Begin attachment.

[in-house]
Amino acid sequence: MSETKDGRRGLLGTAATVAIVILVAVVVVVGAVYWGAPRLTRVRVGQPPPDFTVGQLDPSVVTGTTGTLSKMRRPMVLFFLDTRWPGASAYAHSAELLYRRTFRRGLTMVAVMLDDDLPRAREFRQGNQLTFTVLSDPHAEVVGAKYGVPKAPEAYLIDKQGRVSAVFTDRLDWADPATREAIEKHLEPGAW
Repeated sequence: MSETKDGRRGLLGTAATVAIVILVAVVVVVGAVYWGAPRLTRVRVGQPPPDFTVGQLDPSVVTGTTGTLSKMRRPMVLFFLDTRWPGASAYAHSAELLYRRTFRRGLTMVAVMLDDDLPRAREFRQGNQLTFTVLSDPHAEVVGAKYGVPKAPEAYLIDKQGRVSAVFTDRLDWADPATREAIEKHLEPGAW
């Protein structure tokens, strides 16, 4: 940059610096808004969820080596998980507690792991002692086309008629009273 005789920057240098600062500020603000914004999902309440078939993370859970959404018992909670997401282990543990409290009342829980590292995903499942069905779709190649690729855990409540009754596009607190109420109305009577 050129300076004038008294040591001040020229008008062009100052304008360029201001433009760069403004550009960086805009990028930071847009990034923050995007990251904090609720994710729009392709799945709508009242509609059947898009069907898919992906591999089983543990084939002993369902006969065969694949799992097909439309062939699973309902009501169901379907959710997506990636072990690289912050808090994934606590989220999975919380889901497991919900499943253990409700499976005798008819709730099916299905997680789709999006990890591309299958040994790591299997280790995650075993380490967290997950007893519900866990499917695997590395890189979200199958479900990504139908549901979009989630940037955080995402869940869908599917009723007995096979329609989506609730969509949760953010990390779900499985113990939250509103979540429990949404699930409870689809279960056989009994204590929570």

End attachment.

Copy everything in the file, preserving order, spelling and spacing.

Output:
[in-house]
Amino acid sequence: MSETKDGRRGLLGTAATVAIVILVAVVVVVGAVYWGAPRLTRVRVGQPPPDFTVGQLDPSVVTGTTGTLSKMRRPMVLFFLDTRWPGASAYAHSAELLYRRTFRRGLTMVAVMLDDDLPRAREFRQGNQLTFTVLSDPHAEVVGAKYGVPKAPEAYLIDKQGRVSAVFTDRLDWADPATREAIEKHLEPGAW
Repeated sequence: MSETKDGRRGLLGTAATVAIVILVAVVVVVGAVYWGAPRLTRVRVGQPPPDFTVGQLDPSVVTGTTGTLSKMRRPMVLFFLDTRWPGASAYAHSAELLYRRTFRRGLTMVAVMLDDDLPRAREFRQGNQLTFTVLSDPHAEVVGAKYGVPKAPEAYLIDKQGRVSAVFTDRLDWADPATREAIEKHLEPGAW
């Protein structure tokens, strides 16, 4: 940059610096808004969820080596998980507690792991002692086309008629009273 005789920057240098600062500020603000914004999902309440078939993370859970959404018992909670997401282990543990409290009342829980590292995903499942069905779709190649690729855990409540009754596009607190109420109305009577 050129300076004038008294040591001040020229008008062009100052304008360029201001433009760069403004550009960086805009990028930071847009990034923050995007990251904090609720994710729009392709799945709508009242509609059947898009069907898919992906591999089983543990084939002993369902006969065969694949799992097909439309062939699973309902009501169901379907959710997506990636072990690289912050808090994934606590989220999975919380889901497991919900499943253990409700499976005798008819709730099916299905997680789709999006990890591309299958040994790591299997280790995650075993380490967290997950007893519900866990499917695997590395890189979200199958479900990504139908549901979009989630940037955080995402869940869908599917009723007995096979329609989506609730969509949760953010990390779900499985113990939250509103979540429990949404699930409870689809279960056989009994204590929570």